The idea of this post was initiated because of a comment. Below is the story…
Thank you for sharing your examples Carolyn Lebanowski. We never know for sure till we experiment and try. Mind you have an opportunity to make an outstanding drink by mixing beets and spinach. It is a question of how to turn something we do not like to something that we like.
Now, this is my idea for a post-learning –turning hate to love learning from the kitchen.
How to turn hatred into acceptance and even love? How to turn an old enmity into accepting each other?
The analogy I find is the same whether we turn hatred to acceptance whether it is hatred for people or hatred for certain foods. The approaches are similar.
Imagination, willingness to make their babies eat healthy food, devotion and experimenting all combined helped mothers gradually turn the rejection/hatred of certain healthy food to accepting them. These include
- Beware of mixing hatred for food or the way in which the food is served and looks. Sometimes the hate is not for the person, but for the way a human presents himself. By changing the “form” of either the food or human we may accept them.
- Hatred that bases itself on religious beliefs is hard to deal with. A Moslem hates ham even though he has never tasted it. Sometimes we may hate for reasons that are not easy to cope or deal with.
- Pairing food with favorite spices might do the trick and make an unacceptable food taste into a favored one. Look here the problem is not the food but rather the taste. Extend the same to a person and what is it exactly about him that you do not like? If this person keeps company with a close friend of yours would you change your mind about hating him?
- Apply the exposure effect. Research showed that people may change their hatred of a certain food by exposing them repeatedly to them and for at least fifteen times. Humans become more familiar with the food and may accept it. If we apply the same to seeing somebody you do not like would the exposure effect make you change your mind?
- Hunger is the best spice. Give nutritional food to a child who hates this food while feeling hungry. Gradually the food will become acceptable. Same with people. When you are in a crisis your hated person might step in for help. One life example is somebody donating his blood to somebody who hated him. The two became close friends afterwards.
If we are open-minded all closed doors shall open for us.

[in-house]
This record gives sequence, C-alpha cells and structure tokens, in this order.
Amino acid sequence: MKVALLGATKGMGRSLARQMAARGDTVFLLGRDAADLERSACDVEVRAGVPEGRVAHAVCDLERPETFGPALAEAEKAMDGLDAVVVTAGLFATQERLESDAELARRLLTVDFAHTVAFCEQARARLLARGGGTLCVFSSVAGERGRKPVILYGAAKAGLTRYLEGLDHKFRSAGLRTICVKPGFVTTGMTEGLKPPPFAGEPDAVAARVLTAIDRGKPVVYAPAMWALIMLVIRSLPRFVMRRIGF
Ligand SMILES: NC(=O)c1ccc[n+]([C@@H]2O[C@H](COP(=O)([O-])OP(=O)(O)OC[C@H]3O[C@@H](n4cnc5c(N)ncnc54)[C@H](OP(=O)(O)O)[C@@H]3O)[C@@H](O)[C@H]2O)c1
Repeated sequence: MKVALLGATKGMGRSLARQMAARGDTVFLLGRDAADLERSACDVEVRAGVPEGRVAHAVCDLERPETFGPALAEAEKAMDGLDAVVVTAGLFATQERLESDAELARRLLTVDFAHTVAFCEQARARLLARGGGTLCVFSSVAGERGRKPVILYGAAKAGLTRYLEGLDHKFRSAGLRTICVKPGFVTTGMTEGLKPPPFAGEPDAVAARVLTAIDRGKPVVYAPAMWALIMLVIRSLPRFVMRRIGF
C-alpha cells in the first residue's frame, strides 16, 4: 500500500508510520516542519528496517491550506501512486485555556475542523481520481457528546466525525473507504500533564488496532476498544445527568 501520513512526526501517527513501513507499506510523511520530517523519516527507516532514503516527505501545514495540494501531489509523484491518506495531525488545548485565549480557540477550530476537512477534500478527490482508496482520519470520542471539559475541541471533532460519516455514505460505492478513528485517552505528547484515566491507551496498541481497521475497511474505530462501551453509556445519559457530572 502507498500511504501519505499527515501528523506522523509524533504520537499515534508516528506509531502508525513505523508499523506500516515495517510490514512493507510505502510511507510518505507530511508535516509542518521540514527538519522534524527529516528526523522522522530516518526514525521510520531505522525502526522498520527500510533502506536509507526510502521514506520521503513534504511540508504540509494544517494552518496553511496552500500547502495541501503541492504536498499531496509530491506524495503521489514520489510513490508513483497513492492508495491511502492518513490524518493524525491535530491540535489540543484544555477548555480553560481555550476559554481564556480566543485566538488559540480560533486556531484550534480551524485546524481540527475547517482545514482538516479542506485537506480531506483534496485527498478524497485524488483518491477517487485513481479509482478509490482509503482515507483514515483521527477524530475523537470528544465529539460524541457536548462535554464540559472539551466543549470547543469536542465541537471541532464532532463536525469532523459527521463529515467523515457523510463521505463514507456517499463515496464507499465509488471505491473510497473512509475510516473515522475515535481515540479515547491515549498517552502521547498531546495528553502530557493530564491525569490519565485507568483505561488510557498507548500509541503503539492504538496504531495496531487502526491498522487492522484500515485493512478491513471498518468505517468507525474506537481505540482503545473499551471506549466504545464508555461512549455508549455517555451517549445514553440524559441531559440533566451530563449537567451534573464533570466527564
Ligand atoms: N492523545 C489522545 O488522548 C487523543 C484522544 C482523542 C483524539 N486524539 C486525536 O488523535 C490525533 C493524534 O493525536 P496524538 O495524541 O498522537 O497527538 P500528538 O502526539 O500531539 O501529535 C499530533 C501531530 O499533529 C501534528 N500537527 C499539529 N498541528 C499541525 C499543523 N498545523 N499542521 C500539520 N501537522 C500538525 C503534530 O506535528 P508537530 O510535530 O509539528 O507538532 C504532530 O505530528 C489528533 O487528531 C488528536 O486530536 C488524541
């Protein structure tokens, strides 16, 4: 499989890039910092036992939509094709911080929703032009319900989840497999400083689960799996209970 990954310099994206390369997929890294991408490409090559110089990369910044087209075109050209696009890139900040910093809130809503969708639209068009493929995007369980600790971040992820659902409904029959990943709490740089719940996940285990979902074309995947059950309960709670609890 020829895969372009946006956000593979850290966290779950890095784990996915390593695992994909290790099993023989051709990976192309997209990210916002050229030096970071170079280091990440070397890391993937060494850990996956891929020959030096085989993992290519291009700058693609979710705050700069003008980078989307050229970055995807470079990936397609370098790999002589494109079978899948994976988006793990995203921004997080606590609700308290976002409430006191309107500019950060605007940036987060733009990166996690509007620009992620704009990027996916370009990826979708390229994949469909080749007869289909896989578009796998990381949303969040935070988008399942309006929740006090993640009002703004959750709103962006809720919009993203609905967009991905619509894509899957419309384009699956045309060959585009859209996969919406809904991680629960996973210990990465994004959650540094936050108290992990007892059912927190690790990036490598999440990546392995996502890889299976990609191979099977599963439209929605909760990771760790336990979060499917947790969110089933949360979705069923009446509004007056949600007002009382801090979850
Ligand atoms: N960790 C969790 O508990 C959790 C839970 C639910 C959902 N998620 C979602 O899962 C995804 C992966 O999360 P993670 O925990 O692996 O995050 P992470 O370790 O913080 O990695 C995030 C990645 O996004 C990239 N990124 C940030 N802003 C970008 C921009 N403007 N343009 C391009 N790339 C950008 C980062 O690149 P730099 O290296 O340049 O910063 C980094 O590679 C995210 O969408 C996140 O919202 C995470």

Magnificent article. I really like the path from hatred and acceptance to the need to have an open mind.
Each relationship between us human beings is before anything else made up of Love and Hate and all their nuances.
Looking reality in the face and accepting that this is the case is what can set you free. This acceptance is not easy, but it is the only way to become honest and authentic.
For this purpose, if you want to make the most of your potential for success in interpersonal relationships, at work, in business and in life in general, it is important to be open-minded, flexible and out of the box.
It is necessary to think differently to get rid of one’s limitations. Open-minded people have a better chance of reaching their maximum potential in life because they know how to take risks, they know how to dare, they are not satisfied with the easier option. These people are constantly looking for something, are unconventional in the positive sense of the term and are willing to learn anything from anyone.
You never fail me with your comments and their deep understanding of what I wished to communicate.
As we train our tongues to like food so we may train our minds to accept people even if they are not “our cup of tea”.
You summarized the idea wonderfully well.
Brother Ali and Carolyn Lebanowski
I love the way you blend food and people
Increasing exposure adding in liked elements like spices.
The assumption with food is that we are always talking about nutritional food. With people we wouldn’t want to increase exposure to toxic people.
People throw around the word hate a bit promiscuously, I’m afraid. With food and with people. We see hate crimes in the world and the slaughter of innocents doesn’t easily compare to a preference not to eat beets.
Having said that we could all do with a little suspension of judgement with food and people.
Fantastic additional thoughts and quite relevant.
In particular your mention of the hate crime and its relevance to food.